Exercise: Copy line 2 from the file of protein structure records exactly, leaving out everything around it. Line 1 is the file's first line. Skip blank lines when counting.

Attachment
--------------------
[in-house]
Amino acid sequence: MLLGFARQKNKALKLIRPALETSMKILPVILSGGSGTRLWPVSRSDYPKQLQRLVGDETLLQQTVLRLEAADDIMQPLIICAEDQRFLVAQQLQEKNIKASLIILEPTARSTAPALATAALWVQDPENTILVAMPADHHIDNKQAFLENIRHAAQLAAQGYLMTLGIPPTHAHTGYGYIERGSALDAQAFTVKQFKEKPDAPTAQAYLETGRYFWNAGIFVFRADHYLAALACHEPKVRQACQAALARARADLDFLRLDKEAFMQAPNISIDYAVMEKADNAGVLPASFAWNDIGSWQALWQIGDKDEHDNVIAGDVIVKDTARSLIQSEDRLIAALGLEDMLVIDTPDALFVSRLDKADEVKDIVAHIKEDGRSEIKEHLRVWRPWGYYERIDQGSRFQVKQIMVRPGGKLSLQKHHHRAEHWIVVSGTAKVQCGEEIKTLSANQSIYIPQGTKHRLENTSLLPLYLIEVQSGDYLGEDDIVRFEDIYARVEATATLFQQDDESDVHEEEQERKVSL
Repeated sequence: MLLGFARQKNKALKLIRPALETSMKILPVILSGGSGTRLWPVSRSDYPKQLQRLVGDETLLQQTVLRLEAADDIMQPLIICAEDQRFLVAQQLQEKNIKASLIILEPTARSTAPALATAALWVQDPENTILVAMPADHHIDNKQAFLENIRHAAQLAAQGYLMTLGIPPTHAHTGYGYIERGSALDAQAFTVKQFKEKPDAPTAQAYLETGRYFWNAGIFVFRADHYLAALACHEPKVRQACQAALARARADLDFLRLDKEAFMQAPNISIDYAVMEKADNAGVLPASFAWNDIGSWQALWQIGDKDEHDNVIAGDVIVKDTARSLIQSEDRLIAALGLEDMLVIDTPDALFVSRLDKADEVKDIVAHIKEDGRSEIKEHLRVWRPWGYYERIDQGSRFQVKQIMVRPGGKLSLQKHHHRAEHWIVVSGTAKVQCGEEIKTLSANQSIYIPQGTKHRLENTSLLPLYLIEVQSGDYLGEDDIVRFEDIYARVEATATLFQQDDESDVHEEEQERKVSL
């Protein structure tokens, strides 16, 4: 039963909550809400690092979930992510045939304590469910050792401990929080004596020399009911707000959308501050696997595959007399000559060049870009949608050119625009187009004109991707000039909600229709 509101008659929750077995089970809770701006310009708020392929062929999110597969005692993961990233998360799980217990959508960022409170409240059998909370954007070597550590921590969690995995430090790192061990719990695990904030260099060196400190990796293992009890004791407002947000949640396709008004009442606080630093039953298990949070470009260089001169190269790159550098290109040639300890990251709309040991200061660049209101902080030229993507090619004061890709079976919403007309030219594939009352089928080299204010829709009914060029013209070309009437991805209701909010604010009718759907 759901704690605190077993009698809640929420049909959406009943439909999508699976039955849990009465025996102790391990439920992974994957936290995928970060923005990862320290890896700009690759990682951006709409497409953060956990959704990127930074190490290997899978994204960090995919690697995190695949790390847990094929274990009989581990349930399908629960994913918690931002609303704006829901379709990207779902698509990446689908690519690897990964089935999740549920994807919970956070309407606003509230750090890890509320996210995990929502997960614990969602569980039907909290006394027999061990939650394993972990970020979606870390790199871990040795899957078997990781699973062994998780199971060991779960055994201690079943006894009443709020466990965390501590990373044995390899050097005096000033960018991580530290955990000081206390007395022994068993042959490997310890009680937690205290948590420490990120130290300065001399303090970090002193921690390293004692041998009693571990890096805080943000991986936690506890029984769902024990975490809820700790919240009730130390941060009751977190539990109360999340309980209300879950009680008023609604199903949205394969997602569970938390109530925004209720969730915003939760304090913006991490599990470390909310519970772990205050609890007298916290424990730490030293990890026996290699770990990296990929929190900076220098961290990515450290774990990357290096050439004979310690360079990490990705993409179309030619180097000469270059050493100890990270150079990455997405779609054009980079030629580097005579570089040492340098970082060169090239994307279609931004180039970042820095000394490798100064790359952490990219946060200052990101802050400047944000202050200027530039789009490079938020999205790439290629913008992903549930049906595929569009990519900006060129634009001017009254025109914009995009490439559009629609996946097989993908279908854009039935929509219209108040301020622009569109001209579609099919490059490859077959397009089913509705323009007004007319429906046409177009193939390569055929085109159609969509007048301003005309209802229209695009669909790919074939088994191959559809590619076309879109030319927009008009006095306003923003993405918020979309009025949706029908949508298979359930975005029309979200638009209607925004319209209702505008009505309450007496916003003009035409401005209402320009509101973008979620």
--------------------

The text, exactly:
Amino acid sequence: MLLGFARQKNKALKLIRPALETSMKILPVILSGGSGTRLWPVSRSDYPKQLQRLVGDETLLQQTVLRLEAADDIMQPLIICAEDQRFLVAQQLQEKNIKASLIILEPTARSTAPALATAALWVQDPENTILVAMPADHHIDNKQAFLENIRHAAQLAAQGYLMTLGIPPTHAHTGYGYIERGSALDAQAFTVKQFKEKPDAPTAQAYLETGRYFWNAGIFVFRADHYLAALACHEPKVRQACQAALARARADLDFLRLDKEAFMQAPNISIDYAVMEKADNAGVLPASFAWNDIGSWQALWQIGDKDEHDNVIAGDVIVKDTARSLIQSEDRLIAALGLEDMLVIDTPDALFVSRLDKADEVKDIVAHIKEDGRSEIKEHLRVWRPWGYYERIDQGSRFQVKQIMVRPGGKLSLQKHHHRAEHWIVVSGTAKVQCGEEIKTLSANQSIYIPQGTKHRLENTSLLPLYLIEVQSGDYLGEDDIVRFEDIYARVEATATLFQQDDESDVHEEEQERKVSL